The brand/customer relationship of today is very much a two-way street. No longer [neanderthal voice] ‘brand speak, customer listen,’ the voice of the customer is now much louder, and much, much more important than the voice of the brand.
Customers have more avenues and greater potential audiences than ever before to express how they feel, good or bad, about a product and the experiences they have enjoyed or endured about a brand.
The voice of the customer shapes the voice of the brand.
Customers are more likely than ever to feel they have the right to call out a brand in regard to its authenticity - and thanks largely to social media they have the ability to do so to very large and diverse audiences. Even before they have fully rationalized their experience or thoughts. Regardless it is out there for everyone to see. And judge.
That makes cultivating in-person and online word of mouth – customer advocacy – a hugely important part of the efforts of not only the marketing department, but the business as a whole.
Creating enthusiastic advocates
Having loyal customers is one thing, having people who’ll recommend you and advocate for you at the right opportunities is another entirely. It’s vital to your brand’s success that you build advocates.
Of course when we talk brand advocates, we don’t envisage sandwich-board wearing evangelists spreading the good word on the street corner. But we do mean people naturally talking about you because you’ve created experiences for your loyal customers that are so relevant, and so good, they can’t help themselves.
To do that you need two things: an unnerving commitment to the customer experience and insights to pinpoint the experiences that are going to make each individual sing.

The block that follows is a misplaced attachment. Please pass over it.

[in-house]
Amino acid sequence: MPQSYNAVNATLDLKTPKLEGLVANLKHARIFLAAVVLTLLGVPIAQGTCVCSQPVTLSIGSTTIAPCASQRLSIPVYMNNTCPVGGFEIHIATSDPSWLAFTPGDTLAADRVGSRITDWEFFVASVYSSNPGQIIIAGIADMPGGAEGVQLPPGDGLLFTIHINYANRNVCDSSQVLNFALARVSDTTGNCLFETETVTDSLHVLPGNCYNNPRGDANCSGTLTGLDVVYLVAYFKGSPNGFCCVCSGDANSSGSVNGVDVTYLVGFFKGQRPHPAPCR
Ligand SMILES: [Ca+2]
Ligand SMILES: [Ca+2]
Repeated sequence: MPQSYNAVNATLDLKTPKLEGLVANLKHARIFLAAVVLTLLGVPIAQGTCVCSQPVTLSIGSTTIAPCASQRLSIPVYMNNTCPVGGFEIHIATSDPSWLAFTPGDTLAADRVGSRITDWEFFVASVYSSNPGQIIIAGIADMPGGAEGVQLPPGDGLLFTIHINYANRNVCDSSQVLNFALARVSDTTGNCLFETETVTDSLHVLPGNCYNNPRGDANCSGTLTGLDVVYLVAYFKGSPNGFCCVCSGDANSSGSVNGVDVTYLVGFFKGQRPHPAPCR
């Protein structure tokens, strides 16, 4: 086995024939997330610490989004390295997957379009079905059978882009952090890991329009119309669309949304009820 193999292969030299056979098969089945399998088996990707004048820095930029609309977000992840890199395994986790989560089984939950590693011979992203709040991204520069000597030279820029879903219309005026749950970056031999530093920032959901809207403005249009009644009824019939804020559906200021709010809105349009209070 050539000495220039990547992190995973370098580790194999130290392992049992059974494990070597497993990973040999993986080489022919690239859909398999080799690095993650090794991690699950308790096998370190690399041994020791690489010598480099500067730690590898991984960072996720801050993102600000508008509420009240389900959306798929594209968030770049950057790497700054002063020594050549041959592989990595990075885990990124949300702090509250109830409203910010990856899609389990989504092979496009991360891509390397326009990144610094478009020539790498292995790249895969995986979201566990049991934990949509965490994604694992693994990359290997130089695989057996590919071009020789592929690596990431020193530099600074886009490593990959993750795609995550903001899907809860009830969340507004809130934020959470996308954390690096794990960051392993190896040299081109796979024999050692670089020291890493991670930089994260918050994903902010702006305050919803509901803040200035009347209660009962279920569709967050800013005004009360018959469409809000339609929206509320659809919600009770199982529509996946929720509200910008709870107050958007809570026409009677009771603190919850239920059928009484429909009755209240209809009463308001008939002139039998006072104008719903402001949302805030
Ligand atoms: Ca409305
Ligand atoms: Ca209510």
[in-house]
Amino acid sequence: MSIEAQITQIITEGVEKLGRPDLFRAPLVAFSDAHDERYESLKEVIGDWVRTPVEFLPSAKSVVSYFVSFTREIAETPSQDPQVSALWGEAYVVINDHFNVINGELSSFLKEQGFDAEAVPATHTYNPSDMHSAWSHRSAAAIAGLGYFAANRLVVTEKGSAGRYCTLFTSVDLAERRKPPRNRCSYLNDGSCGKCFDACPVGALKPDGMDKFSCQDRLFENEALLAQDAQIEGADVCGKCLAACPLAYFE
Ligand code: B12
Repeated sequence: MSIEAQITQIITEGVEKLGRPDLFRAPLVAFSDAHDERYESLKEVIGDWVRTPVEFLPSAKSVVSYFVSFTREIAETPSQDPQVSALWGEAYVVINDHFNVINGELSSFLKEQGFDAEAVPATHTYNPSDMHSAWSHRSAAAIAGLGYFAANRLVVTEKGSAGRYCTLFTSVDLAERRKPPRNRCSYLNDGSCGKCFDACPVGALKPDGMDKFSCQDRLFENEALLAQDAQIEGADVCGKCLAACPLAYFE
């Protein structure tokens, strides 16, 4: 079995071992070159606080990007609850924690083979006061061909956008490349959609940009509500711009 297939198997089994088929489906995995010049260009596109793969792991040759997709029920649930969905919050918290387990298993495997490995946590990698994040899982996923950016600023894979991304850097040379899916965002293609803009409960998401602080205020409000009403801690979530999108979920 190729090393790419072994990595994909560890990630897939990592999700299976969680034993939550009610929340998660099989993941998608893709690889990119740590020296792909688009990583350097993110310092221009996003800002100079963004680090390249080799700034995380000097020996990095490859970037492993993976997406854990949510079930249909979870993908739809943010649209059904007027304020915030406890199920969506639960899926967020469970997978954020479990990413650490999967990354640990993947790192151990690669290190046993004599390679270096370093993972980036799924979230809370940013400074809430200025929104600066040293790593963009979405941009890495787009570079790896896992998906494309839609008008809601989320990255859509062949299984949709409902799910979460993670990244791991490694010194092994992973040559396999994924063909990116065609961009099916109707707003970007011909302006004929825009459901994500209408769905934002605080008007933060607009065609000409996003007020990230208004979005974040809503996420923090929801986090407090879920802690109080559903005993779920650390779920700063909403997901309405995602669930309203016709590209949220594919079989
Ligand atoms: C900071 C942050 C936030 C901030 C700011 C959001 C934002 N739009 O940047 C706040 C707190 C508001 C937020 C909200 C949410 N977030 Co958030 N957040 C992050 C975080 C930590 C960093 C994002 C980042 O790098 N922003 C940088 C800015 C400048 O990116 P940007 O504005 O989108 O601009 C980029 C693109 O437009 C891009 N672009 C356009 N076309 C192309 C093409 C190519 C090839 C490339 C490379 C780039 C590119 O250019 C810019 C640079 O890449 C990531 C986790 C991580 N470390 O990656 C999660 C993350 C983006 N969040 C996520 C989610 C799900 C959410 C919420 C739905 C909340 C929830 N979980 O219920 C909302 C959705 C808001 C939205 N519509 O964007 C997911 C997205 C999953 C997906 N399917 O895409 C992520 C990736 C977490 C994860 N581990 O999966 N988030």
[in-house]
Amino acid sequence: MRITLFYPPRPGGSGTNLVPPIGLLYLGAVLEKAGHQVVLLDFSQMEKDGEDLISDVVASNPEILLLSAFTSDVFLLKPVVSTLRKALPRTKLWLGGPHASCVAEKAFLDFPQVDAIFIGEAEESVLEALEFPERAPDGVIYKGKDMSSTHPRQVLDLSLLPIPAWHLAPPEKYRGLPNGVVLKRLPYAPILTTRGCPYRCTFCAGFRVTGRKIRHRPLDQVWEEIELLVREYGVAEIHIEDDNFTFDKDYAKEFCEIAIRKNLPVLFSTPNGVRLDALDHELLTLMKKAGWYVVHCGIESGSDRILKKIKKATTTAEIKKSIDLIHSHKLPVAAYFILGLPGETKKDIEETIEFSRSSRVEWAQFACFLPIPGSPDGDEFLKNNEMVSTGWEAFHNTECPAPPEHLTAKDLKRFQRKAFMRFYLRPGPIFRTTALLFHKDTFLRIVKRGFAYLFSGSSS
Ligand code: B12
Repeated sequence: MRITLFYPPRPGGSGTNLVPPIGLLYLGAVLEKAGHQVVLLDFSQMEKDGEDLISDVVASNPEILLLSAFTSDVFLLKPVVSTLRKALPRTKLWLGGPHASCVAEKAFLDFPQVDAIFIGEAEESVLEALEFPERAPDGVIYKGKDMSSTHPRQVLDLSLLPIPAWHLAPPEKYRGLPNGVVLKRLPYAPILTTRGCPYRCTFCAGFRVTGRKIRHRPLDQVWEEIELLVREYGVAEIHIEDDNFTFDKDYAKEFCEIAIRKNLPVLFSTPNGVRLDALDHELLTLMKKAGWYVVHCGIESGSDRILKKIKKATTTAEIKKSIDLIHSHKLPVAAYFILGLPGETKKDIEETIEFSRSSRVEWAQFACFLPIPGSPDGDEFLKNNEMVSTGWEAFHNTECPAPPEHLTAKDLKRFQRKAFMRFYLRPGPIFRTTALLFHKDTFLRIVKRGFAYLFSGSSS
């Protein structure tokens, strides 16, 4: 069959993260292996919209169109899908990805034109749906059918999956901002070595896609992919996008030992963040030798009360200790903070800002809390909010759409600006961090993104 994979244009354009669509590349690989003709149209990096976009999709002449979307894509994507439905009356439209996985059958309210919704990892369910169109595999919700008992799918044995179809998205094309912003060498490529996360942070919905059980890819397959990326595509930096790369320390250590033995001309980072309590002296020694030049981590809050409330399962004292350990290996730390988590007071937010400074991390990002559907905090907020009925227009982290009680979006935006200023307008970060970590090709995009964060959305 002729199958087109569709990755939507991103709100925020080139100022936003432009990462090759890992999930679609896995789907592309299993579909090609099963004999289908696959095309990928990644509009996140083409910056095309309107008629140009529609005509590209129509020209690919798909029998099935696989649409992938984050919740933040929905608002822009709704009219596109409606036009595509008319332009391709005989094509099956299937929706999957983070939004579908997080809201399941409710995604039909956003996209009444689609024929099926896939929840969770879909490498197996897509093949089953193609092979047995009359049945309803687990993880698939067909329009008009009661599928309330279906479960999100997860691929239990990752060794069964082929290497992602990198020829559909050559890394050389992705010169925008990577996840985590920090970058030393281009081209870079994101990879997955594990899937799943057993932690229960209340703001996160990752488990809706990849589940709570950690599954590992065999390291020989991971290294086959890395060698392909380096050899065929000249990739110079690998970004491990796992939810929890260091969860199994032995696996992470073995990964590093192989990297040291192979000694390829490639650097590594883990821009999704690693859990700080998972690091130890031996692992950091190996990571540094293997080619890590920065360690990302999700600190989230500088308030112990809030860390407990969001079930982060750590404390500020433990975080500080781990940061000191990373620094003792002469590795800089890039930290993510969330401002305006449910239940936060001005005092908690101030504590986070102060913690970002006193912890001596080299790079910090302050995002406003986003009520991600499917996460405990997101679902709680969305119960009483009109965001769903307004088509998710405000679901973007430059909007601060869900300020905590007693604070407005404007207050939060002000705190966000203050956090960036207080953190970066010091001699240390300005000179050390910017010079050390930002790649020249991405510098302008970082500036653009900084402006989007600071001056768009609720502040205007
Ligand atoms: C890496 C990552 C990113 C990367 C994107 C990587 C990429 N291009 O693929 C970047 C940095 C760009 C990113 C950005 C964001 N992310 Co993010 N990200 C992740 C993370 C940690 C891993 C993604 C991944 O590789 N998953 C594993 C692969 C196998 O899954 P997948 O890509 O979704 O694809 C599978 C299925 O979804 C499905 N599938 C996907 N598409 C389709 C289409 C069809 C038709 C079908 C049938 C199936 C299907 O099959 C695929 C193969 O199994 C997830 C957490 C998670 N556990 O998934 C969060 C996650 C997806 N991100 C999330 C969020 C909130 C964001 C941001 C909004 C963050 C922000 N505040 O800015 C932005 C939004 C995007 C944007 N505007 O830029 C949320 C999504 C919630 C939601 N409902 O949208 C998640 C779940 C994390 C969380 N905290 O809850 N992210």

Know your customers intimately – through data
Research has revealed 80 per cent of customers will only consider a brand that offers them a personalized experience. Understanding where your customers are on their journey with you, using data to know how, when, where and even why they have interacted with your brand and your products can help to build customer loyalty and increase profits.
Getting the correct data and insights – and formulating the right strategy about how to use them – is more important than any other element of your marketing plan.
To deliver individual relevancy, you need to know your customers intimately. You need to understand them, their needs and desires, and how you can help or satisfy them.
Regular and deep quantitative and qualitative data is vital to understand where the opportunities lie. The subsequent analysis should identify opportunities to tailor what your brand can offer to moments in a customer’s day, week, month or year when they would truly appreciate it.
Data can do the hard yards for you. So there is no excuse not to be asking the crucial questions about the relationships you have with you customers and how you can improve them.
For example, asking additional questions when conducting your Net Promoter Score (NPS) research is one way. With all the opportunities open to your business to collect and integrate data, it is not good enough to simply know you have detractors, promoters and passives.
By better understanding your customers through their interactions with your business - such as how they came into contact with you, what pages on your website they visited and how long they stayed for - you can begin to form a more complete picture of what they are looking for and how your goods or services can help them.